Autumn conjures up images of crunchy leaves, woolly hats and sipping on pumpkin spice lattes, but how would a turnip no-spice rose-bay willow tea strike you? Some things are off the menu when you only eat locally produced food, and on The Ryan Tubridy Show, Ellie O'Byrne chatted about her month as a 'locavore'.

Ryan and Ellie had spoken previously when, a few years ago, she decided to only eat food that was past its best-before date, and she lived to tell the tale:

"Obviously, I'm a divil for the living experiments so for all of September I go full locavore and I eat only foods grown or produced in Ireland. "

And this is the long and short of The 30-Day Local Food Challenge, founded by activist and artist Lisa Fingleton, but Ellie was quick to clarify:

"That’s not food labelled as Irish – there's lots and lots of food being labelled as Irish that are not foods that are actually produced in Ireland."

And before you think I've let it slide, ‘locavore’?

"No lemons, no pepper, no olive oil, no coffee, no tea, no sugar, no chocolate – there's a lot of things that you can’t eat."

You’d think that if you were cutting so much out of your diet, you’d save a few cent but Ellie was quick to come clean about how expensive the challenge was. However, she was keen to stress the positives over the negatives:

"The quality of the food that you eat is off-the -charts amazing. Like, Irish farmers and food producers are fantastic and we have the best quality, especially when it comes to dairy, free-range eggs and stuff like that."

So, when Ellie said it’s expensive, how expensive?

"I’d say that I probably could have doubled my food budget in any given week if it wasn't for the fact that after that year – last year I took on the challenge for the first time, wrote an article about it for the Irish Times – and then got so inspired and it just revolutionised my thinking so much that I actually put up a polytunnel and got really into growing my own."

While Ryan has been teetering on the edge at the thought of a month with no coffee or sugar, the polytunnel talk tossed him over the edge and he wondered how he, a sustainability neophyte, could get on the locavore bandwagon? Ellie was quick to agree that it isn't easy:

"What I come away with is it shouldn't be this challenging to eat local food. It should be much more accessible. Supermarkets really fall down a lot. I started off writing this year about it, going in and looking for apples in the supermarket and finding apples from South Africa, New Zealand, Peru, Chile, and in some supermarkets not a single Irish apple available in the season in which Irish apples are dropping off the trees on the ground."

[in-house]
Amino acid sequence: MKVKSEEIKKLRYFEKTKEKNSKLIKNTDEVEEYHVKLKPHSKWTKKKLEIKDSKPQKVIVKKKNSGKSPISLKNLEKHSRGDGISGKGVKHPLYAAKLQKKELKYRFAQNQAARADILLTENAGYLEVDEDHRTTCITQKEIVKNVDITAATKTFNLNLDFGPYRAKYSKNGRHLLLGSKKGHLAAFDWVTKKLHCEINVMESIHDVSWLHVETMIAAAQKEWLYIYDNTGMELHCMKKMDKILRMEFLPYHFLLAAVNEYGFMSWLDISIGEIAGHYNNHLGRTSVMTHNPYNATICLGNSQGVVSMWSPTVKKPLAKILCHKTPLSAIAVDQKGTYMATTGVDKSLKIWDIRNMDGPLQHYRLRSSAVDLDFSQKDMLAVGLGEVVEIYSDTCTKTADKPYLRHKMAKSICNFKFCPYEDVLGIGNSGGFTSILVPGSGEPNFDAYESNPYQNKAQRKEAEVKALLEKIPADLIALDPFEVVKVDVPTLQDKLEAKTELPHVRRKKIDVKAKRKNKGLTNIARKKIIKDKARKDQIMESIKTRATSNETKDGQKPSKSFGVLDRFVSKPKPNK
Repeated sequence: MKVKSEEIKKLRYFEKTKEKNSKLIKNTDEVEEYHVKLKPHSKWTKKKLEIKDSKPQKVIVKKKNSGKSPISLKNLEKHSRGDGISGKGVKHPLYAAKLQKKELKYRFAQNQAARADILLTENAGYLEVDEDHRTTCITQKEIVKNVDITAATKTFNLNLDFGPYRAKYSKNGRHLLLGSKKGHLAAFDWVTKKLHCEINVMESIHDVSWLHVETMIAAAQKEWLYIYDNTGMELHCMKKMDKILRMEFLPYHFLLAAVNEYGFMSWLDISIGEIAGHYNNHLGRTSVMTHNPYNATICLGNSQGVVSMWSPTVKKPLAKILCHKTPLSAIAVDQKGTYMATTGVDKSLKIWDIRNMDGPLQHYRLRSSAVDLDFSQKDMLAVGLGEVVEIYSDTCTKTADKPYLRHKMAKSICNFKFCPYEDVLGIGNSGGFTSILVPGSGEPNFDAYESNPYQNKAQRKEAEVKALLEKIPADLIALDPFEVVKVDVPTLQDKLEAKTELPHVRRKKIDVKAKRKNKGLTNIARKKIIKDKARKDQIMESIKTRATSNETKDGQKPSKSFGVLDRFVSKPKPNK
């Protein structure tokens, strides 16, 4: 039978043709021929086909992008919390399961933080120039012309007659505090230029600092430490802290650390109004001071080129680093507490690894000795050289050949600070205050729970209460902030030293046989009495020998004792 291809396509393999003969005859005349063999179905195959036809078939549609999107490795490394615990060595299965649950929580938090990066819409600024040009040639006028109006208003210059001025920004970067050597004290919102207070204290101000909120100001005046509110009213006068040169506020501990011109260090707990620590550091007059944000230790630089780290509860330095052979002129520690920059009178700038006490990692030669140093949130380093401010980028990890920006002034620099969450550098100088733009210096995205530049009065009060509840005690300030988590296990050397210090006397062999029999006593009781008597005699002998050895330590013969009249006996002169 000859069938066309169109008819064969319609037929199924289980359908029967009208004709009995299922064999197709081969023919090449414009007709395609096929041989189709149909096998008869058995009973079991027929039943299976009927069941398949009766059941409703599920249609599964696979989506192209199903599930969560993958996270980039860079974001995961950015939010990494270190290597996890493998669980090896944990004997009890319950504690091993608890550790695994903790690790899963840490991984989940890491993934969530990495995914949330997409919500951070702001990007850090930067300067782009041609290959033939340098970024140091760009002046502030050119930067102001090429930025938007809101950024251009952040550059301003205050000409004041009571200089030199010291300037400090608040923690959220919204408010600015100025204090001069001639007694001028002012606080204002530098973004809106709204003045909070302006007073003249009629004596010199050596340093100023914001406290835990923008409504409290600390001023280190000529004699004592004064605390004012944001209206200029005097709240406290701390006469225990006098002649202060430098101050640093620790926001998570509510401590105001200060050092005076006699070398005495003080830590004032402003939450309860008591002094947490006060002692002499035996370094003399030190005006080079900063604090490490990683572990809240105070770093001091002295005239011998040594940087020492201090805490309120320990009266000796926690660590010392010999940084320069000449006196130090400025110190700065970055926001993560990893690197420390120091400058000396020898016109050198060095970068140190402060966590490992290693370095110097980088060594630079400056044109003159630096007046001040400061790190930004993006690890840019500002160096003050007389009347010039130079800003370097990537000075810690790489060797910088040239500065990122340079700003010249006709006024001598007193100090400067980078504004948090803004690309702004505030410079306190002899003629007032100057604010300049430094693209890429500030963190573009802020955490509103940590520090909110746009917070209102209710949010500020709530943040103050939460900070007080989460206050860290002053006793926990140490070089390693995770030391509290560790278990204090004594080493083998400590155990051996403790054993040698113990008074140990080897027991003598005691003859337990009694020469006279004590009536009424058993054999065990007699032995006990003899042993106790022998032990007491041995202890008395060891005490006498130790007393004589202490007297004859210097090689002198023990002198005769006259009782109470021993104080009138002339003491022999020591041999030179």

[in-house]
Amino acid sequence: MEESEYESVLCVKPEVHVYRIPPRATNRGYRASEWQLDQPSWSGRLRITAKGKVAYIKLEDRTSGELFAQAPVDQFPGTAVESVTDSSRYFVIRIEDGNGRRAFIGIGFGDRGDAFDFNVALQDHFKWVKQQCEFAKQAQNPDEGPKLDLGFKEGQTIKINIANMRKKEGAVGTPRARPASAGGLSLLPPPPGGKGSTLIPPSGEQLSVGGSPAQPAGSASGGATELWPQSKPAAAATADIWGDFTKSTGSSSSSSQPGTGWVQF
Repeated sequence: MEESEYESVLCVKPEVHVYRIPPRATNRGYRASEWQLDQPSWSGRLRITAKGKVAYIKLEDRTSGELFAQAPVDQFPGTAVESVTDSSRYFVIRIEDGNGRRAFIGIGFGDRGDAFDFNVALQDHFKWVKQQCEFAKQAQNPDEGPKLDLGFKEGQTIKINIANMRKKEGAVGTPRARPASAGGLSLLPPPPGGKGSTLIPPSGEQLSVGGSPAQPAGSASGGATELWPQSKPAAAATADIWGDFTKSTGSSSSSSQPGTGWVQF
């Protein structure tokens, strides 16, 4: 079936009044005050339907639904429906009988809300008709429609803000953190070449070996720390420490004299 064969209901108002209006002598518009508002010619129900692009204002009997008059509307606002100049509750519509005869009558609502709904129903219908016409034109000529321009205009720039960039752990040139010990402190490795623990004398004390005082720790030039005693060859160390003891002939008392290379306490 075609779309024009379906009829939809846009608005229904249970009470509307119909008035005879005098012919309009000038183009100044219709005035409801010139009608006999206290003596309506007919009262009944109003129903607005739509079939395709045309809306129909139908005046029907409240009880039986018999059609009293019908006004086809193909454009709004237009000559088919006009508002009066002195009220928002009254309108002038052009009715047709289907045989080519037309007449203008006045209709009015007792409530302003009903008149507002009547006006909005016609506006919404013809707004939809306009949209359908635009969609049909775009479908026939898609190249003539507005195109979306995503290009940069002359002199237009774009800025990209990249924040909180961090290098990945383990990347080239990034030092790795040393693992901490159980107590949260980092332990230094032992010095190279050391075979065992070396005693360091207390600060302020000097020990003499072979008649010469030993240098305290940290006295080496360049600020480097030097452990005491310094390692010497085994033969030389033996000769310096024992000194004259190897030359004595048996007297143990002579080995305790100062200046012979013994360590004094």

With apples off the menu, what could Ellie do to satisfy her sweet cravings?

"Ireland has no sugar. The Irish sugar industry was dismantled in 2005 with really catastrophic results for Irish food security. So that means that any time you see a jam labelled as Irish, or sauces or anything like that that have sugar in them, all that sugar is imported now. So, because of that, the Irish food challenge is really healthy because there is no sugar that you can have."

Really? No treats at all? You’re not selling this, Ellie..

"I did have one moment when I really wanted a desert, so I decided to make myself an all-Irish baked berry cheesecake so I used honey as a sweetener which is obviously very expensive and I have a fantastic woman [...] who has hives and lives about 10 kilometres away from me. So really, really low food miles on that one. I had to make my own cream cheese which was a little more work than I had anticipated and that's because there are a couple varieties of Irish cream cheese out there but just within reach of me, on that particular day, I couldn't source them."

So is it almost inevitable that you’ll have to make exceptions if you try to become a locavore?

"I suppose the thing is that I'm not expecting that most people are going to be able to live with the 100 percent Irish produce all the time – To be honest I like my tea and my coffee. I wouldn't either.We can obviously expect that we’re going to have lovely, beautiful produce imported as part of our diet or whatever, luxury goods and stuff like that [...] I think that what this 30-Day Local Food Challenge highlights [...] is that we have this labelling problem in Ireland where things are being labelled as Irish because [...] you're permitted to label them as Irish as soon as it has undergone a ‘substantially transformative process’ in Ireland.

You can listen back to Ellie’s chat with Ryan here and read what’s she’s written about her month being a locavore here.